Lessons of Aasgard 2

by Andy Dappen

Unforeseen problems often beget unexpected solutions.

My blizzard-induced blindness spikes my anxieties about getting down safely, but Jan quickly recognizes she can’t take a backseat role in this descent. She recognizes she must be the eyes of our effort and moves from being an anxious passenger to an active participant in whatever happens. From behind me she scans the gauzy white world before us for the gray pyramids of cairns marking the descent route through the slabs surrounding us.

When she sees a cairn, she points me in the right direction. Without my glasses I grope my way down ahead of her with less speed than usual and this benefits Jan – she doesn’t feel hurried and she can see exactly where my feet stick or slide. This boosts her confidence and her performance. It’s a different example that to hurry-up you sometimes need to slow down.

Occasionally we encounter areas where the visibility is too poor to make out a distant cairn. These become anxieties for Jan that I offset. I know the route through these slabs fairly well and even though whiteout conditions and snow covering the trail has changed the appearance, I sense when we need to move left or right. “Let’s go this way for a while,” I yell to her through the wind when her visual scan comes up empty. “We’ll come back to here if we don’t find more cairns.”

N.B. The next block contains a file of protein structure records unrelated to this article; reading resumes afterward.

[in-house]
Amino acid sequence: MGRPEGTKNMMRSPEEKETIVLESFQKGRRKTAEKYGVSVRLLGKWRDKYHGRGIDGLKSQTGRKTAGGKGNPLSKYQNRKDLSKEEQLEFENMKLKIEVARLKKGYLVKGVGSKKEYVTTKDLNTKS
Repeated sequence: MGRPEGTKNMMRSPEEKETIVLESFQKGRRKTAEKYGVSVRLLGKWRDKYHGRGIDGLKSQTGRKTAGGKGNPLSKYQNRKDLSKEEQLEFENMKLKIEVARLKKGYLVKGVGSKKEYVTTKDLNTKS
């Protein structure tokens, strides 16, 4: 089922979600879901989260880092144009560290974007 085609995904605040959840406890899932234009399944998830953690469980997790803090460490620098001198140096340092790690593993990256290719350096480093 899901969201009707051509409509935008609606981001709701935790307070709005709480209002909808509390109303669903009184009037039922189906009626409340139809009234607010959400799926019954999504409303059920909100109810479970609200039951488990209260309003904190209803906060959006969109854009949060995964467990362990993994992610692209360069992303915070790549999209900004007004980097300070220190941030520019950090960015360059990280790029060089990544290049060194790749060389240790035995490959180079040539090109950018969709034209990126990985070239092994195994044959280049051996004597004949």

The strategy keeps working. Between Jan’s eyes and my mental map, we stay on course despite the raging wind, shadowless light, and the new snow obscuring the route.

Some 500 vertical feet down from the top, we see the twosome who started down before us. They are 50 or 60 yards off route to our right and have taken shelter behind a cluster of large boulders. I wave to them and one gives an acknowledging wave back. This kicks off a mental moral debate. They are partially sheltered and have overnight gear, but I wonder whether they need help. If it’s route finding they need, I’m moderately confident now that Jan and I, working together, will continue crabbing our way down to safety. If they need anything else, we have little to offer. All our clothing is on and if we don’t keep moving we will quickly chill and become a liability to ourselves and others.

Their gestures don’t reveal the need for help and the traverse over to them will require several minutes of careful stepping across snow-covered rocks. Not at all sure that I’m making the right moral choice, I decide our safety net is already strained. I stay on route and keep heading down.

In total it takes us 80 minutes to drop 800 vertical feet and descend the slick portion of the pass where staying on route is most important. By the time we reach the talus fields where wandering off route would be slower but not dangerous, we find ourselves below the worst of the wind. We still have a tedious trudge down slippery, snow-covered talus, but I’m no longer worried about becoming the subject of a story in tomorrow’s newspaper.

Even now, immediately after finding ourselves below the hazard zone, I’m incredulous that on an October hike in a familiar place, our systems were stretched so thin. I’m also wondering about all the thru-runners we saw earlier. Through speed, did all of them get below the tricky slabs leading down to Snow Lakes, or did some of them find themselves inadequately prepared to deal with the day’s curveball?

Lessons of Aasgard